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Root Canal Treatment
Teeth Cleaning Procedure
Teeth Whitening Procedure
Root Canal Treatment
Management of Dental Hygiene
Chronic Skin Allergy Treatment
Tooth Extraction Procedure
Dental Extractions Procedure
Skin Rash Treatment
Gap Closing (Dental) Treatment
Artificial Teeth Treatment
Treatment of Root Canal Treatment (RCT)
Wisdom Tooth Removal Procedure
Teeth Scaling & Polishing
Braces Treatment for Adults and Teens
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I need a full mouth denture (top and Bottom). It should be very light weight and with excellent fitting. I am a diabetic on insulin for the past 15 years.
One of the easiest steps to do to help your teeth keep clean. When brushing your teeth, position the bristles at an angle of 45 degrees near the gum line. Both the gum line and the tooth surface should be in contact with the bristles. Brush the outer surfaces of the teeth using a back-and-forth, up and down motion, making sure to be done gently in order to avoid bleeding. To clean the inside surfaces of the teeth and gums, place the bristles at a 45degree angle again and repeat the back-and-forth, up an down motion. Lastly, brush the surfaces of your tongue and the roof of your mouth to remove bacteria, which might cause bad breath.
Try to brush at least twice a day to prevent acid buildup from the breakdown of food by bacteria. However, if your work or activities prevent you from doing this, thoroughly rinse your mouth with water after eating to minimize the amount of food that would serve as substrate for the bacteria.
Hi sir, my query is about teeth, my teeth has bit gaps between, is it possible to fill this small n minor gaps to get nice teeth. Is there any treatment to cover this minor gaps between teeth (only upper teeth)? Awaiting answer, thank you :)
I want to have a great smile tooth, my upper front four tooth are little forward. How much money do I need to fix the above given problem?
I am 26 year old male. I have problems with my teeth. My teeth loosing its power continuously. Some times I feel my teeth will no longer. I cannot use tooth brush in danger of blood came out. Cause of it my teeth looks so dirty. I work in private company so I fails to look after myself. Is there any way to recover my teeth strength.
I really have a bad breath in the morning and sometimes even after the long hours like 4 or five hours after i do brush. What should be done? Please advise?
You may often find that no matter how much you brush your teeth or whichever teeth whitener you might use, your teeth still appear stained and your smile still appears dull. There are certain foods, such as coffee, alcohol like red wine, soya sauce etc. which can be considered obvious culprits. However, it is not only the foods that cause staining, several other factors contribute to this as well. Following is a list of 5 things which can stain your teeth sooner than you think.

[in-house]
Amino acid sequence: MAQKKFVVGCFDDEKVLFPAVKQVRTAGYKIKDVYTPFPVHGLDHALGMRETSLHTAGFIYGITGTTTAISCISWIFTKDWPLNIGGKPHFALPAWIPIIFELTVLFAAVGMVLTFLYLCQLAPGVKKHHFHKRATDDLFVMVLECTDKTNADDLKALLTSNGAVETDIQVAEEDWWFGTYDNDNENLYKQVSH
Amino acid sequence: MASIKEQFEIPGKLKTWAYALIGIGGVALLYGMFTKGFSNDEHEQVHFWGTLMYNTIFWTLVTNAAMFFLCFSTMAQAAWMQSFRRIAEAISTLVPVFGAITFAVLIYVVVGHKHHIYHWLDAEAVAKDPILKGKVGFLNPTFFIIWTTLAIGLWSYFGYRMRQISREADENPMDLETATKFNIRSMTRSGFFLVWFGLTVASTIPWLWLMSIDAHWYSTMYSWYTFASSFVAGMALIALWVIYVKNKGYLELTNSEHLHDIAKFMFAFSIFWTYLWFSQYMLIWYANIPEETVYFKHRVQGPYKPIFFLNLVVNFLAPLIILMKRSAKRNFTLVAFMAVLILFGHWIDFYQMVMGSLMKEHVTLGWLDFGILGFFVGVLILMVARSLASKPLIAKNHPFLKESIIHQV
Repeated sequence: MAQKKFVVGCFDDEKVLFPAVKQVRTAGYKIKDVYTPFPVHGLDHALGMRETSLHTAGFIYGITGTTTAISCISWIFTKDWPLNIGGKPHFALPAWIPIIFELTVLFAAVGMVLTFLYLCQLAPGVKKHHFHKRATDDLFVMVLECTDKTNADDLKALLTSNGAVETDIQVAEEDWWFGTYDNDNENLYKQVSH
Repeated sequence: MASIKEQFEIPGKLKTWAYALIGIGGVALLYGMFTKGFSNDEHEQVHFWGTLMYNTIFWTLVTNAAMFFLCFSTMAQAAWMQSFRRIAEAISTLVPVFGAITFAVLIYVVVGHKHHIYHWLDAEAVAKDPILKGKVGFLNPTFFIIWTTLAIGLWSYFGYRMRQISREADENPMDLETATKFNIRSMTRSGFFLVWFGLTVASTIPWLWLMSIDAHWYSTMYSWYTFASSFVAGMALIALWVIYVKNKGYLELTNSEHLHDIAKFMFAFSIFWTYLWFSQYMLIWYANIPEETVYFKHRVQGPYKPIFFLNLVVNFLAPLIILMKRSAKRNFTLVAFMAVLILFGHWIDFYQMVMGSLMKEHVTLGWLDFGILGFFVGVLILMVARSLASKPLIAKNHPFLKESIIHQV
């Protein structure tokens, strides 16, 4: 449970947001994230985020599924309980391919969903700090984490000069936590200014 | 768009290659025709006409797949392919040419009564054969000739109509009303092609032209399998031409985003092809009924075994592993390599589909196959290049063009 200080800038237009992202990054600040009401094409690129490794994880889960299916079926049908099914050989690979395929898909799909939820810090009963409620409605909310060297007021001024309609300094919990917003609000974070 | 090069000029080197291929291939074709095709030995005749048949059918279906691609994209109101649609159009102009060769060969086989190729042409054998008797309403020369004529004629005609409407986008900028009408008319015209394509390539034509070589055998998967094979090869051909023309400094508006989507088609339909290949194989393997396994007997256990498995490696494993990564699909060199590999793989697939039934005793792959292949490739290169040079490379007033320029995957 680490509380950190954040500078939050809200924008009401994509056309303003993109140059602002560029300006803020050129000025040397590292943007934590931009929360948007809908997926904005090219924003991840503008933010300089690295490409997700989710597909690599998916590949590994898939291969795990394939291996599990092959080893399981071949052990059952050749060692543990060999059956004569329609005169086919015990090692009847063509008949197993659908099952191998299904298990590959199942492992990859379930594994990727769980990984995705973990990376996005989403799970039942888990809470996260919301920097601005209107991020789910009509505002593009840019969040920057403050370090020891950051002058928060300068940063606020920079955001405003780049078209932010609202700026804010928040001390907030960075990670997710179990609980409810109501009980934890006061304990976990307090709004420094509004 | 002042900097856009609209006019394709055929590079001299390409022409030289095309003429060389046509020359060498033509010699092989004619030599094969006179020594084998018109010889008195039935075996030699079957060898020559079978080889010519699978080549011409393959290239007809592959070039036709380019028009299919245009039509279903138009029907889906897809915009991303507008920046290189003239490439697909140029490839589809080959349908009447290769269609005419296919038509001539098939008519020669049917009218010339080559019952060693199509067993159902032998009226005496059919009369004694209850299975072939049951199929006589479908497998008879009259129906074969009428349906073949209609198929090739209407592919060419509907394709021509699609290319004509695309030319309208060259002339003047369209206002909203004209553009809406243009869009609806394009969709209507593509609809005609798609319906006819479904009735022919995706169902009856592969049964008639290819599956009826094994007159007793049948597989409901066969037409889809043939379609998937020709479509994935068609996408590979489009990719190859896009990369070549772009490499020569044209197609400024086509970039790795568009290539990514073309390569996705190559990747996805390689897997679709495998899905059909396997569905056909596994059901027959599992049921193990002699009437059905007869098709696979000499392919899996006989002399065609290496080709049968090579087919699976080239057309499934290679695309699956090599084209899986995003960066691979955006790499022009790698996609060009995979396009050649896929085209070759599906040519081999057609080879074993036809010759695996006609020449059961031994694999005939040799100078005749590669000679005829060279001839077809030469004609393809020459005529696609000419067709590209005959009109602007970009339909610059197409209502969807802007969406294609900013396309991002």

1. High intake of tea
Research has suggested that tea, be it brewed tea, green tea or iced tea, causes a high level of staining in your teeth; often in levels much higher than coffee. This is because tea contains a high level of tannins and also high amounts of acid, which aid the staining process, and eventually lead to much yellower teeth and long-lasting stains.
2. Drinking high amounts of lemonade
Lemonade is rich in sugars and acids, which effectively lead to wearing down of the enamel and exposing the next layer called the dentin, which itself is yellow in color. This makes the teeth appear yellowish. In cases where the enamel coating on your teeth is thin, the acid erosion takes place quicker; often leading to stained teeth. This condition may often become permanent or semi-permanent, with modes of reversal becoming increasingly difficult.
3. Extended periods of medication-intake
Injuries or illnesses, which lead to taking medications for sustained periods, can negatively affect the flow of blood to the teeth. This may lead to discoloration and staining. Certain medications, such as cough syrups which are rich in sugars can, also result in yellowing of teeth.
4. Swimming for long durations
Swimming for prolonged periods usually around 6 hours a week in chemically-treated pools, can also lead to the browning of your teeth. This is because, often when you open your mouth and let water in, you allow certain chemicals to enter your mouth which can have adverse reaction on the tooth enamel. This ultimately leads to teeth corrosion and eventual staining.
5. Having excessive sugary drinks
Certain drinks which contain large amounts of synthetic food coloring increase sugar levels and aid the growth of bacteria in your mouth, thus causing tooth decay and discoloration of teeth. If you wish to discuss about any specific problem, you can consult a Dentist.
During the past 10 years, much research has been undertaken on the link between diabetes and periodontal disease. Periodontal disease is the sixth leading complication of diabetes. If you have been diagnosed with diabetes, you are 3 to 4 times more likely to develop periodontal disease, with a higher rate of more severe levels of bone loss and gum infection.1
What Is Diabetes? Diabetes is a serious disease in which the body does not produce or properly use insulin, a hormone needed to convert sugar, starches, and other foods into energy. Normally, insulin helps get sugar from the blood to the body's cells, where it is used for energy. When you have diabetes, your body has trouble making and/or using insulin, so your body does not get the fuel it needs and your blood sugar stays too high. High blood sugar sets off processes that can lead to complications, such as heart, kidney, and eye disease, or other serious problems.2,3